What is Whiplash?
Whiplash is a type of neck sprain which occurs when your head is suddenly jolted in a whip-like movement or is forcibly rotated. A common cause is being involved in a road traffic accident where your vehicle is hit by another. Whiplash neck sprains are common. Some people are surprised at having symptoms even after a minor road traffic accident. A whiplash can also occur after a sporting injury, or even with everyday activities such as jolting the neck when you trip or fall.
What are the symptoms of a whiplash neck sprain?
- Pain and stiffness in the neck. It may take several hours after the accident for symptoms to appear. The pain and stiffness often become worse on the day after the accident.
- Turning or bending the neck may be difficult.
- You may also feel pain or stiffness in the shoulders or down the arms, upper and lower part of the back.
- Headache is a common symptom.
- Some people feel tired, irritable and struggle to concentrate for a few days
You should seek further advice if you experience any of the following:
- loss of feeling (numbness) or persistent pins and needles in part of an arm or hand
- weakness in your arms or legs
- Problems with walking or sitting upright
- Persistent dizziness, fainting, double vision or problems with your speech or swallowing
- Severe pain despite taking paracetamol or ibuprofen
- An "electric shock" feeling in your neck/back which may go into your arms/legs
Contact your GP and ask for an urgent appointment or call 111 as it is important to rule out anything more serious
How is a whiplash neck sprain diagnosed?
A qualified health care professional will be able to diagnose whiplash from the description of the way the accident occurred, the typical symptoms, and by examining you.
What is the best way to manage a whiplash neck sprain?
- Exercise your neck and keep active
You may need to rest for up to 48 hours after the injury. However, it’s important to start moving the neck as soon as you are able. Try to move the neck in each direction every few hours and gradually increase the range of neck movements. Aim to continue your usual activities as much as you can.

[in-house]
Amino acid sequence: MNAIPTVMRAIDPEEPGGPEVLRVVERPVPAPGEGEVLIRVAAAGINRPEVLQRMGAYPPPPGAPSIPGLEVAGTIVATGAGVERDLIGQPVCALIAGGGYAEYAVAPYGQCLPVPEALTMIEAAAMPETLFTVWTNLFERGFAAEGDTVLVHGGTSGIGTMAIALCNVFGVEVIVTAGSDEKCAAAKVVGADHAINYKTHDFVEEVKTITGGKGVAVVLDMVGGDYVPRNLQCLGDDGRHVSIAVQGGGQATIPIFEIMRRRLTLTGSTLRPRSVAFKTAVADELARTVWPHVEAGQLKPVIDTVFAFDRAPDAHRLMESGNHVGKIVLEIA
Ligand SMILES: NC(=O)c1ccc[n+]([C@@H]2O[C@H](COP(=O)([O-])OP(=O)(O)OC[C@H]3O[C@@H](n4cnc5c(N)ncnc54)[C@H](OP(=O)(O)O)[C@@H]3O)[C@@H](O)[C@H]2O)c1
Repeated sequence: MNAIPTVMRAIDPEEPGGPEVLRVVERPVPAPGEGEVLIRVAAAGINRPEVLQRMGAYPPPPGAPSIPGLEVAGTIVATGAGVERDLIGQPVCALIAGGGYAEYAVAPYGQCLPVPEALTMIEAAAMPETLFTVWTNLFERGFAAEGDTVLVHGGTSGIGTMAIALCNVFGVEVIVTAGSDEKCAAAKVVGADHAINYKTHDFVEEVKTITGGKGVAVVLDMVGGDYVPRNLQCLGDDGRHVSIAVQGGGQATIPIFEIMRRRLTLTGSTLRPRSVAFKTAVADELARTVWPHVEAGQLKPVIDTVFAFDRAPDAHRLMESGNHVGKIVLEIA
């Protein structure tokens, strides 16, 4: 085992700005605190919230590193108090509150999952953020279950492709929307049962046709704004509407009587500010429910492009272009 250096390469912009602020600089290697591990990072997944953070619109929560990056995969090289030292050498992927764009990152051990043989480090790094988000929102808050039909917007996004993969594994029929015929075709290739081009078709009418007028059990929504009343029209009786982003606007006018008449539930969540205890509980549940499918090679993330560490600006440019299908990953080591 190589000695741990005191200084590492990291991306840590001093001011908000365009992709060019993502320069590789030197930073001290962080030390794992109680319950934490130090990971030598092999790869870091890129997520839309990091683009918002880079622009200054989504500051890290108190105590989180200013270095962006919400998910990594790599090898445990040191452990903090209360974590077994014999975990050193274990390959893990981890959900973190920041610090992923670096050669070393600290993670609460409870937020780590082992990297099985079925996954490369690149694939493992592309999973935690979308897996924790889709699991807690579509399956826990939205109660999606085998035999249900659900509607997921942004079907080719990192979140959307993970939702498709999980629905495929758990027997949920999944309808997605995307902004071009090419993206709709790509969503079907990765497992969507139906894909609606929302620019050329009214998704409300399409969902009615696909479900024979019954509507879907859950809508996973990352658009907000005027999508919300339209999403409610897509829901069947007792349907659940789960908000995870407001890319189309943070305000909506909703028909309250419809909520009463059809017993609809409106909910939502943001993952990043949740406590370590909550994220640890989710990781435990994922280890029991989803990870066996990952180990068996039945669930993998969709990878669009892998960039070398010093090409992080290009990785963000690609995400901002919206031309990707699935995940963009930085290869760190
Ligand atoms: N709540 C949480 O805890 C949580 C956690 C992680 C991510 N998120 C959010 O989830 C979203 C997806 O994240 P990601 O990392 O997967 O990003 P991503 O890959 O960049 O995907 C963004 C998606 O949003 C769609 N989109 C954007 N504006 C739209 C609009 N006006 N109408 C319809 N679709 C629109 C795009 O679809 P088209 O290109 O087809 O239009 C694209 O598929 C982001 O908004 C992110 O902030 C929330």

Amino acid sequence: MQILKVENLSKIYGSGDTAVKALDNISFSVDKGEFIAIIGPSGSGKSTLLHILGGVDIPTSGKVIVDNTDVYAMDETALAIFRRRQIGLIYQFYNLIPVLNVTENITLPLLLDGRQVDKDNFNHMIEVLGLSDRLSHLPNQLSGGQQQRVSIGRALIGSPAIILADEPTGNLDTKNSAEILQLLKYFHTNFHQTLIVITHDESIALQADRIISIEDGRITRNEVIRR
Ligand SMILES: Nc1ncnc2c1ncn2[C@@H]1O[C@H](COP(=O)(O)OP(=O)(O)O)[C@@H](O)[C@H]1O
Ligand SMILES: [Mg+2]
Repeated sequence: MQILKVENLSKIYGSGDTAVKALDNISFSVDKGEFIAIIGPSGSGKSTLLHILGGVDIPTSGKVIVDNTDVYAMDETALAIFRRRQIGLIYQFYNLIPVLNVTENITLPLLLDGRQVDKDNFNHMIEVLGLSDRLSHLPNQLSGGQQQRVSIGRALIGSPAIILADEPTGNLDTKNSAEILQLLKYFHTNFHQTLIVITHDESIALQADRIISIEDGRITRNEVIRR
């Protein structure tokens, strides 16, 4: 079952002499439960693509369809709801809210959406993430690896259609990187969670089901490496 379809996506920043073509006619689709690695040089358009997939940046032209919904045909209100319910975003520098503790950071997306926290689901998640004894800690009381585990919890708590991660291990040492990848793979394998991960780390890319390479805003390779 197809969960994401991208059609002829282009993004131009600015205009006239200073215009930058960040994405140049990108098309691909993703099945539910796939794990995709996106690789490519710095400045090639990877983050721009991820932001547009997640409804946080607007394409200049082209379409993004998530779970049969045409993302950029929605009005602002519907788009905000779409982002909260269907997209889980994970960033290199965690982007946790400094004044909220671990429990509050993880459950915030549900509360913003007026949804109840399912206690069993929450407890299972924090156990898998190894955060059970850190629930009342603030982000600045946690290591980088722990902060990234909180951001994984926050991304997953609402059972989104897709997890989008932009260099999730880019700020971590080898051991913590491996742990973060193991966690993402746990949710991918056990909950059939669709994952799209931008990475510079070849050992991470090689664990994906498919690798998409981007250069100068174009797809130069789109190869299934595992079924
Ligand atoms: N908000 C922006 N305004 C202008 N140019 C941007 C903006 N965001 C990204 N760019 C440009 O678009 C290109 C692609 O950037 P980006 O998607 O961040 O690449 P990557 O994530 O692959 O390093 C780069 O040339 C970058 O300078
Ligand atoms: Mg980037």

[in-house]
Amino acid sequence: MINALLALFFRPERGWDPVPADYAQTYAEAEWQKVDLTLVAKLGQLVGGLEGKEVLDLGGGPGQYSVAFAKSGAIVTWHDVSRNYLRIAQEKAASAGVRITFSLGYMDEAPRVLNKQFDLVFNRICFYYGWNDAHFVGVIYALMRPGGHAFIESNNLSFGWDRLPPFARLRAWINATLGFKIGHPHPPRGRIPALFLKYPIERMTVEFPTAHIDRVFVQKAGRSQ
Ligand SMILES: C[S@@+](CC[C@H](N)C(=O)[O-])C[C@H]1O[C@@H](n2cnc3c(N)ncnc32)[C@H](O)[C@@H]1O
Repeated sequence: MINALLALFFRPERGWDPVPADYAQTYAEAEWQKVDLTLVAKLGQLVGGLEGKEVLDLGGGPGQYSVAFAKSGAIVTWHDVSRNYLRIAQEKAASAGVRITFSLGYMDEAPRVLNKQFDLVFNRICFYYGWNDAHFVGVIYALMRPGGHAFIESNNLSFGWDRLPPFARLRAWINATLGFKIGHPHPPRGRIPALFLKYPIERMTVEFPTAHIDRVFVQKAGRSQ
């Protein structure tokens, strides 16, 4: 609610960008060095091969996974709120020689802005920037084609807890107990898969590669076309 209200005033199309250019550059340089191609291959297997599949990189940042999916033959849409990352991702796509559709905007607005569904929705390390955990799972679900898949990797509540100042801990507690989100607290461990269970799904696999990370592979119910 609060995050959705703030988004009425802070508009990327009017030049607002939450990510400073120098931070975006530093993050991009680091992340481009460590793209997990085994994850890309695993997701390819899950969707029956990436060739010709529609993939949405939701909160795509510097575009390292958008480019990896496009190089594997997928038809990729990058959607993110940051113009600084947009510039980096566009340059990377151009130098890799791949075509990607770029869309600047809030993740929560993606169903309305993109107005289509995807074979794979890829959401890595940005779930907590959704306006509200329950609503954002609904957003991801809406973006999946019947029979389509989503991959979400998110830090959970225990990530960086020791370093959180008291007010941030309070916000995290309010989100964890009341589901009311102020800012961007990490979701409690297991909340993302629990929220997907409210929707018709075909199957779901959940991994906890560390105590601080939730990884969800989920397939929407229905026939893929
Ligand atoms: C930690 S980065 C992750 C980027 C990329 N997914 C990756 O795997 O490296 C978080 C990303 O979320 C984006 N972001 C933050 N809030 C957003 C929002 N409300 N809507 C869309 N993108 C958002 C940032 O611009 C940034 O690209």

- Pain killers
Taking painkillers may control the pain so that you can keep mobile and carry out your usual activities. Painkillers may include paracetamol or a paracetamol/codeine mixture and anti-inflammatories such as ibuprofen. Speak to your GP or a pharmacist for further advice.
You may find that applying heat to the sore area helps relieve your pain and any associated muscular tightness/spasm. Use a microwaveable wheat bag or a hot water bottle wrapped in a towel. Keep it on for 15 – 20 minutes, checking your skin regularly to minimise the risk of suffering burn. Repeat up to three times a day.
- Lifestyle Factors
There are many lifestyle factors that can have a negative impact on neck pain. These include quality and quantity of sleep, increased stress and low mood as well as reduced activity levels. It is important to be aware of how these factors may be influencing your pain.
- Relaxation and managing stress
Engaging in relaxation and managing stress can help to reduce the sensitivity of the pain. Stress, anxiety and tension can prolong recovery. Relaxation may involve practicing something specific such as mindfulness or breathing techniques or less specific such as taking a bath or reading a book.
What is the outlook after a whiplash neck sprain?
This will depend on the severity of the sprain but the prognosis is very good in most cases. Symptoms often improve within 6-12 weeks. If the events surrounding the injury have impacted you psychologically and caused a strong stress reaction where you find yourself experiencing nightmares, flashbacks about the accident or feeling more irritable than normal then this can negatively affect recovery. If this is the case, talk to your GP or physiotherapist about psychological/wellbeing support that may help.